According to the Theravada Buddhist tradition, each verse in the Dhammapada was originally spoken by the Buddha in response to a particular episode. Accounts of these, along with exegesis of the verses, are preserved in the classic commentary to the work, compiled by the great scholiast Bhadantacariya Buddhaghosa in the fifth century C.E. on the basis or material going back to very ancient times. The contents of the verses, however, transcend the limited and particular circumstances of their origin, reaching out through the ages to various types of people in all the diverse situations of life. For the simple and unsophisticated the Dhammapada is a sympathetic counselor; for the intellectually overburdened its clear and direct teachings inspire humility and reflection; for the earnest seeker it is a perennial source of inspiration and practical instruction. Insights that flashed into the heart of the Buddha have crystallized into these luminous verses of pure wisdom. As profound expressions of practical spirituality, each verse is a guideline to right living. The Buddha unambiguously pointed out that whoever earnestly practices the teachings found in the Dhammapada will taste the bliss of emancipation.
Due to its immense importance, the Dhammapada has been translated into numerous languages. In English alone several translations are available, including editions by such noted scholars as Max Muller and Dr. S. Radhakrishnan. However, when presented from a non-Buddhist frame of reference, the teachings of the Buddha inevitably suffer some distortion. This, in fact, has already happened with our anthology: an unfortunate selection of renderings has sometimes suggested erroneous interpretations, while footnotes have tended to be judgmental.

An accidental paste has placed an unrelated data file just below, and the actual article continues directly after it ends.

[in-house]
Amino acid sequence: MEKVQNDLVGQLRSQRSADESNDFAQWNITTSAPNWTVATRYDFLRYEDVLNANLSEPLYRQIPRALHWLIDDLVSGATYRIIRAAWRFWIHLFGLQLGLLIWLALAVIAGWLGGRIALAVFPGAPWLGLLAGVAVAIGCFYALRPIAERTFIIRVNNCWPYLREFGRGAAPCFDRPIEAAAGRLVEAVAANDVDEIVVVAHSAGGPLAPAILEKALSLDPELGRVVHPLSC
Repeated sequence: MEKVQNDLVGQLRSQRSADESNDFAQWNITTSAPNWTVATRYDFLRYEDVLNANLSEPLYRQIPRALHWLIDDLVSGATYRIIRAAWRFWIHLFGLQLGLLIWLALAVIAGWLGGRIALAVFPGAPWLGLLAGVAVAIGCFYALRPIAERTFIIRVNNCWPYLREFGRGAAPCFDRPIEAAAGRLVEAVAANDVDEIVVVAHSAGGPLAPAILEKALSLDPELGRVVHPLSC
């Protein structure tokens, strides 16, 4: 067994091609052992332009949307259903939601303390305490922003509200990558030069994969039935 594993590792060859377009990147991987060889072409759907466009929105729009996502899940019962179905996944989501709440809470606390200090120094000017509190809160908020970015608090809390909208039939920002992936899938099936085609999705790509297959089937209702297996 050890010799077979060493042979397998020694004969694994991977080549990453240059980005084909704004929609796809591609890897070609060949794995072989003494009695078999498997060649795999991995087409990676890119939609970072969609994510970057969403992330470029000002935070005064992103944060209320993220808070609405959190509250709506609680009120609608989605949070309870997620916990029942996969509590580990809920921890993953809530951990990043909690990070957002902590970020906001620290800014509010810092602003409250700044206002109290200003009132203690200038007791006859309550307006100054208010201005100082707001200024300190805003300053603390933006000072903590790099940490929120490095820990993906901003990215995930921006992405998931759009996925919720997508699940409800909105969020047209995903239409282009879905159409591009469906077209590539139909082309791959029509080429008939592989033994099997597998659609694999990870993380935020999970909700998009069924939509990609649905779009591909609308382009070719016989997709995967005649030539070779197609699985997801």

The present translation was originally written in the late 1950's. Some years earlier, while consulting a number of English-language editions of the Dhammapada, it was observed that the renderings were either too free and inaccurate or too pedantic, and it was therefore felt that a new translation avoiding these two extremes would serve a valuable purpose. The finished result of that project, presented here, is a humble attempt by a practicing follower of the Buddha to transmit the spirit and content, as well as the language and style, of the original teachings.
In preparing this volume I have had access to numerous editions and translations of the Dhammapada into various languages, including Sanskrit, Hindi, Bengali, Sinhala, Burmese and Nepali. I particularly benefited from the excellent translations of the work by the late Venerable Narada Mahathera of Vajirarama, Colombo, Sri Lanka, and Professor Bhagwat of Poona, India; To them I acknowledge my debt. A few verses contain riddles, references or analogies that may not be evident to the reader. The meanings of these are provided either in parentheses or notes, and for their interpretation I have relied on the explanations given in Bhadantacariya Buddhaghosa's commentary. Verses discussed in the notes are indicated in the text by an asterisk at the end of the verse.